Cattle, Forestry

Carbon Medium for Nutrient Absorbtion in Compost while Wintering Animals

Follow up to Wintering Animals = Backbone of Soil Building

Capturing all of the nutrient rich excrement from the wintering of animals is going to require a huge amount of carbon. Skills I have gained while studying forestry and the associated graduate projects I assisted will be called upon in order to accumulate the carbon biomass I will require. I’ll write a well-cited post on my sustainable forest management plans once I have finished collecting and amassing my research. The gists of my strategy will be to provide the canopy disturbance necessary to have a healthy, sustainable forest.

Good points were made in Joel Salatin’s book, Folks, This Ain’t Normal. Starting around page 182, Salatin asserts that soil is built and carbon sequestered more efficiently via grasslands opposed to forests. Trees grow very slowly, then die. As they decompose, much of that sequestered carbon is released right back to the atmosphere. Grasslands grow, die and decompose every year; multiple times a year if serviced by grazers and herbivores. However the sequestered carbon in the grasslands us more fully absorbed by the soil and stored in the animal tissue of grazers. Salatin’s assertions seem to be backed up by this study I found.

To minimize the negative impact of forest land on the atmosphere, I plan to eventually harvest the dead, diseased, crooked or otherwise undesirable trees from the forest to make room for subsequent generations of oak and hopefully someday soon, American Chestnut. Despite my minor in forestry, I have a lot more to learn about sustainable harvesting. Fortunately, there are many pioneer trees in the pasture that need removed, and the unmaintained forest has many dead trees that should sustain me for at least a year while I broaden my forestry knowledge.

I will likely invest in a wood chipper to process the farms own biomass to provide the winter bedding. I may also seek out locally discarded christmas trees, shredded paper/cardboard, peanut hulls (suggested by Mr. Salatin in our correspondence) or any other source of easily attainable carbon material.

Note: If you plan to store wood chips on your farm, please be sure to do so in a manner that accounts for the heat generated as they naturally decompose. Limit the height of piles to prevent a fire hazard in your structures and to ensure that the chips dry fully.


Cattle, Garden

Wintering Animals = Backbone of Soil Building

Pulling directly from Joel Salatin’s model at Polyface Farm located in the same valley as my own farmstead, the key to building soil will be through compost.

Have you ever turned onto a country road to be immediately hit by the stench of a chicken house or cow operation? What about seeing a huge manure lagoon, no matter how pretty the tank is dressed up?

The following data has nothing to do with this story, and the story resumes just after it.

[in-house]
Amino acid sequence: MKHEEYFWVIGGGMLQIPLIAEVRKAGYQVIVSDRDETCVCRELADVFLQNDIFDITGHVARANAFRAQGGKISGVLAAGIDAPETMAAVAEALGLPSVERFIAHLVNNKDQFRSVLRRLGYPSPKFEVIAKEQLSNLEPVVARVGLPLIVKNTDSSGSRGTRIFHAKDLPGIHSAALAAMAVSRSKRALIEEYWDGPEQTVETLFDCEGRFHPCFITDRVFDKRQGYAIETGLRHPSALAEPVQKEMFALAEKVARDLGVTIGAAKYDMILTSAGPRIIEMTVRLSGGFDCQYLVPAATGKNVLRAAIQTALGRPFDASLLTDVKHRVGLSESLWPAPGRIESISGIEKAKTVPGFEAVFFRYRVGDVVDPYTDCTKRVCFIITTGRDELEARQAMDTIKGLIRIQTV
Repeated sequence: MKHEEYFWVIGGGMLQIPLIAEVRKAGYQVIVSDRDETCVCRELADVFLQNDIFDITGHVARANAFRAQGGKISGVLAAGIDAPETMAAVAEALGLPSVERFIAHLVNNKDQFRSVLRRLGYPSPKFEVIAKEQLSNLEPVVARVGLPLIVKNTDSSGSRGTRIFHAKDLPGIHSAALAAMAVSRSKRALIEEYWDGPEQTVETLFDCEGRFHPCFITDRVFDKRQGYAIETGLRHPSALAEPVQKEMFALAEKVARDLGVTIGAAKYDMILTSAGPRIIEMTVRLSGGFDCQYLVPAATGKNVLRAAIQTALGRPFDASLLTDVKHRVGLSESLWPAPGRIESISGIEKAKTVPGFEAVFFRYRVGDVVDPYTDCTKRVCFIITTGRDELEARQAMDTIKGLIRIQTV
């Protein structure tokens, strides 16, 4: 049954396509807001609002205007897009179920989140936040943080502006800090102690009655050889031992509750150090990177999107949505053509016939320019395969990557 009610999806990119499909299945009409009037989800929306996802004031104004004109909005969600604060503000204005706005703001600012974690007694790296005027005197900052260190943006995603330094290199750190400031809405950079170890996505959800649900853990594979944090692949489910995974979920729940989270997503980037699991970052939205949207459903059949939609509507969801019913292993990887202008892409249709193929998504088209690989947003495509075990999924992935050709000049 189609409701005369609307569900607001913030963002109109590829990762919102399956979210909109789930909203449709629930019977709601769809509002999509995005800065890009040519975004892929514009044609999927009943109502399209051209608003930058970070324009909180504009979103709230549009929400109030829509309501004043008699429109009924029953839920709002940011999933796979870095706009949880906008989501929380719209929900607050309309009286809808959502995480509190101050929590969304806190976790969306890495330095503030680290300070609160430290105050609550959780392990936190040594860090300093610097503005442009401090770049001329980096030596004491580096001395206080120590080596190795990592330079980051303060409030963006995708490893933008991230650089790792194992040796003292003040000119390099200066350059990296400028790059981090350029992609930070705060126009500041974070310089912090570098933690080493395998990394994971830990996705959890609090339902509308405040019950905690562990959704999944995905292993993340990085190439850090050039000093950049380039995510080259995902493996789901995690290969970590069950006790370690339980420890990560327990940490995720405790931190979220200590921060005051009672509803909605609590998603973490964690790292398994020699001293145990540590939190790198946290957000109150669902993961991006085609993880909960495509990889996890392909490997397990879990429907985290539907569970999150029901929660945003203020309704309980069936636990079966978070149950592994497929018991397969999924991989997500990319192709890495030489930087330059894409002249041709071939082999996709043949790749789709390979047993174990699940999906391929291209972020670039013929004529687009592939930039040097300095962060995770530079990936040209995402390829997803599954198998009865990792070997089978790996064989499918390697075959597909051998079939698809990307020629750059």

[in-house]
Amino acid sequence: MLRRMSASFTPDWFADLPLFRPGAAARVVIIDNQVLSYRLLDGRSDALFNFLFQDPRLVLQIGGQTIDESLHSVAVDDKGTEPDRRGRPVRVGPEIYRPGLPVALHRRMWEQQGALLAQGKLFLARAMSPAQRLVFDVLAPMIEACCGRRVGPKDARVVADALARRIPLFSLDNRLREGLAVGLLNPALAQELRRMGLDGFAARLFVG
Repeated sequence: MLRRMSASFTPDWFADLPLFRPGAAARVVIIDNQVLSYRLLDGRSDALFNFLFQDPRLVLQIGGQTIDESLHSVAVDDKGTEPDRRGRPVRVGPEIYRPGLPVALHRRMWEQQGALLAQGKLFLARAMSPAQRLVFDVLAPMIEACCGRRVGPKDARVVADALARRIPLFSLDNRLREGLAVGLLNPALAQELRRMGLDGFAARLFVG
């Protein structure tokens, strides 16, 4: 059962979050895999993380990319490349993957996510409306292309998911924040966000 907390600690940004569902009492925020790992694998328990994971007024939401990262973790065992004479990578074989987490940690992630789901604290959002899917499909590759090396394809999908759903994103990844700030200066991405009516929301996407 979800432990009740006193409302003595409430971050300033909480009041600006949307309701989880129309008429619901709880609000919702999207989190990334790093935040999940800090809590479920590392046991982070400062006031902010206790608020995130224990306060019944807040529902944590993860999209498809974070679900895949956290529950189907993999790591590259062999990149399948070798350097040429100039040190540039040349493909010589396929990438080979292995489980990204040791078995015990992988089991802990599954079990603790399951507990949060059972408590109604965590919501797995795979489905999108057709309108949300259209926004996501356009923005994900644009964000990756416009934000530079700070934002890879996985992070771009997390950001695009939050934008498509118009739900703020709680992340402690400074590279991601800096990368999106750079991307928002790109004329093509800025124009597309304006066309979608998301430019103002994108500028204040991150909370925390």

Farms that smell are polluting by leaching nutrient-rich animal waste into the atmosphere or ground water. My main issue with industrial farming is that carbon is being pulled from the soil and not replenished whether it is by crop production or animal grazing. The agricultural world is slowly realizing that healthy soil and all of its micro/macro organisms need more than periodic injections of Petroleum-based Nitrogen, Phosphorus and Potassium (NPK) fertilizers. Most of all, soil requires organic matter, not to mention multiple other elements beyond the three provided by surplus explosives after World War I. Did I mention the inventor’s role in producing chemical weapons caused his perfectionist-chemist wife to commit suicide?

Back to my farm operation. The backbone of building soil on my farm is going to be the composting of animal wastes captured during winter in a carbon medium. Joel Salatin accurately refers to it as “A Carbonaceous Diaper”. Each cow will produce up to 100 pounds of nutrient rich waste a day. Thats a lot to capture and I will have to lay down fresh, dry carbon bedding pretty frequently! I will discuss the sourcing of carbon in a future post.

Every time I lay down additional bedding, I will toss in some goodies. Local corn, spent grains from brewing beer, old hay, etc. The cows will tromp down the manure/bedding into a pretty solid manure pack. The anaerobic decomposition process will start building soil while also providing heat for the barn and animals. After the cows head back to the pasture in the late spring, it will be time for the pigs to shine! They will be brought in to root up the compost to find the treats I left them. This process will turn the compost as well as aerate it which turns the decomposition aerobic, completing the process of turning the waste into the highest quality soil possible!

Stay tuned for a post on sourcing the carbon for bedding!